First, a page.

In Fellini's 8 1/2, the director Quito is creatively stuck while trying to find an ending for his latest film. He sets out on a path of 'retiring' the memories and moments of his life that have defined him and his creative spirit. At the climax of the film, he realizes he can integrate all those memories to support his creative self and this is acted out by a celebratory ending that includes a marching band. This scene has been recreated in other movies, including Big Fish and Shortbus.
          
The moment of celebration in Joker is set off by Author Fleck killing a talk show host on live TV setting off a riot for which he is a symbol. But the intense focus on Arthur's life never quite explains why he has become that symbol and, if he is that symbol, why anyone would  care about Arthur Fleck.
          
Somehow the moment is meant to convey that Arthur is fully integrating with his persona the Joker. I was left wondering if it was just another delusion.

Monday, September 2, 2019

What IS Plot? An Online Workshop Offered by Pennwriters

What IS Plot?

Pennwriters Online Class:
October 3-31, 2019
Class Title: What IS Plot?
$49.00
with PayPal

Register online at  https://pennwriters.org/what-is-plot/

Or send a check to Treasurer, Pennwriters, Inc. PO Box 685 Dalton, PA 18414

Many writers are consumed with the idea of creating the effect of what a plot does without first understanding what a plot is. What a plot does is raise dramatic questions a reader or viewer will follow to get answers. What a plot is is the process of generating questions around the outcome of a story’s promise that gives a story a dramatic shape and outcome fulfilling to an audience. This workshop is designed to guide writers to an understanding of what creates a dramatic plot, and to offer practical advice on how they can create dramatically satisfying plots for their stories.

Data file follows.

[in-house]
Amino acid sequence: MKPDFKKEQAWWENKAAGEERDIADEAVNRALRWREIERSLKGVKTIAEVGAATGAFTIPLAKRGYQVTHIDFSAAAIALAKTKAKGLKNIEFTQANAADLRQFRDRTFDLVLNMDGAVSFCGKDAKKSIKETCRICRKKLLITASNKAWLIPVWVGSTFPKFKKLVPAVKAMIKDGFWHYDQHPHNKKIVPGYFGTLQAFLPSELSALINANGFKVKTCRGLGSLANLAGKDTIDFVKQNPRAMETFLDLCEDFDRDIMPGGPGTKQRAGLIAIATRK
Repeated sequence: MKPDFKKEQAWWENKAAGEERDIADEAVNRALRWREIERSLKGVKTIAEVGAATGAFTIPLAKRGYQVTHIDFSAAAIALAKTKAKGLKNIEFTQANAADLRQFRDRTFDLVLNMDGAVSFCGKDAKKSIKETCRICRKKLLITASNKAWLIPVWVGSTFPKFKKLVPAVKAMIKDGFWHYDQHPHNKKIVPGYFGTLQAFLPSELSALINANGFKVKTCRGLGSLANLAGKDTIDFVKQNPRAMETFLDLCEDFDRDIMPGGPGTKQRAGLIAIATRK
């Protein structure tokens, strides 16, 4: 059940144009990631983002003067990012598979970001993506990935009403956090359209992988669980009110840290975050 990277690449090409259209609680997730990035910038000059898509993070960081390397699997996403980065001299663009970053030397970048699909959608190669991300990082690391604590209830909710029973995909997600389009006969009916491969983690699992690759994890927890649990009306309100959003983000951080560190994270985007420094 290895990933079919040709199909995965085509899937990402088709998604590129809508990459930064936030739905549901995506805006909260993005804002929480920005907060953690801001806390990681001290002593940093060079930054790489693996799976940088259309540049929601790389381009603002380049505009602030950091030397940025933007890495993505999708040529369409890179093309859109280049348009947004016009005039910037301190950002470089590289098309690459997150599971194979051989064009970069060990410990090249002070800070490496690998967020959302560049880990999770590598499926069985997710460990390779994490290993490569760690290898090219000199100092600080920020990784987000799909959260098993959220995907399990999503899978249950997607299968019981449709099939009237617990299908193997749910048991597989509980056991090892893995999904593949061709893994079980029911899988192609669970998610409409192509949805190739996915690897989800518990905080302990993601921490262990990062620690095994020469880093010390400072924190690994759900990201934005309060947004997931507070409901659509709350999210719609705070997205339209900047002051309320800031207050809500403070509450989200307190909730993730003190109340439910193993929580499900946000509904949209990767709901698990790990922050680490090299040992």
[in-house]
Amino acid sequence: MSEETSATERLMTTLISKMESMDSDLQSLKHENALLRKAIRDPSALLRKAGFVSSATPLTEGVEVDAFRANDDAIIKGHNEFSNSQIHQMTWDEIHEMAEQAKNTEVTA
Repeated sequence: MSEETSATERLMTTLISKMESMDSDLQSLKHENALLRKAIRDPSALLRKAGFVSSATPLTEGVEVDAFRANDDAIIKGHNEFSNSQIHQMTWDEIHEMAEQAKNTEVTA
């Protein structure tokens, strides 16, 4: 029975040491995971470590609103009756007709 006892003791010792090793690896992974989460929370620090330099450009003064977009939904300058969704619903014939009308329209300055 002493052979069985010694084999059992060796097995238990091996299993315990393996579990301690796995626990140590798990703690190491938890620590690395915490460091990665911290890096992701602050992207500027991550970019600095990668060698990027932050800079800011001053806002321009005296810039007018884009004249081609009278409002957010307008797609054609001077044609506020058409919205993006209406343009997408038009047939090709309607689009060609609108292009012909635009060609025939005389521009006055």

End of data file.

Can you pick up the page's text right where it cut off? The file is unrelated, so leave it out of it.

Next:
Writers in this workshop will be guided to understand a simple plot outline for some popular stories with simple plot mechanics. This outline will convey a fundamental truth of storytelling, how the elements of a story transports its audience.

Writers will then be asked to use that knowledge to outline the plot of a popular story they enjoy.
Finally, writers will be guided to apply this understanding of plot mechanics on a project they are working on. This could be outlining a story they have only begun to create an understanding of the underlying mechanics of that story, to creating a plot outline that guides a revision of a complete manuscript.

The completed outline will include creating plot questions for each step of the novel.
The goal of the workshop is for students to be able to create a detailed plot outline for a novel or script and to understand the mechanics of how other popular stories are constructed.

Instructor Bio: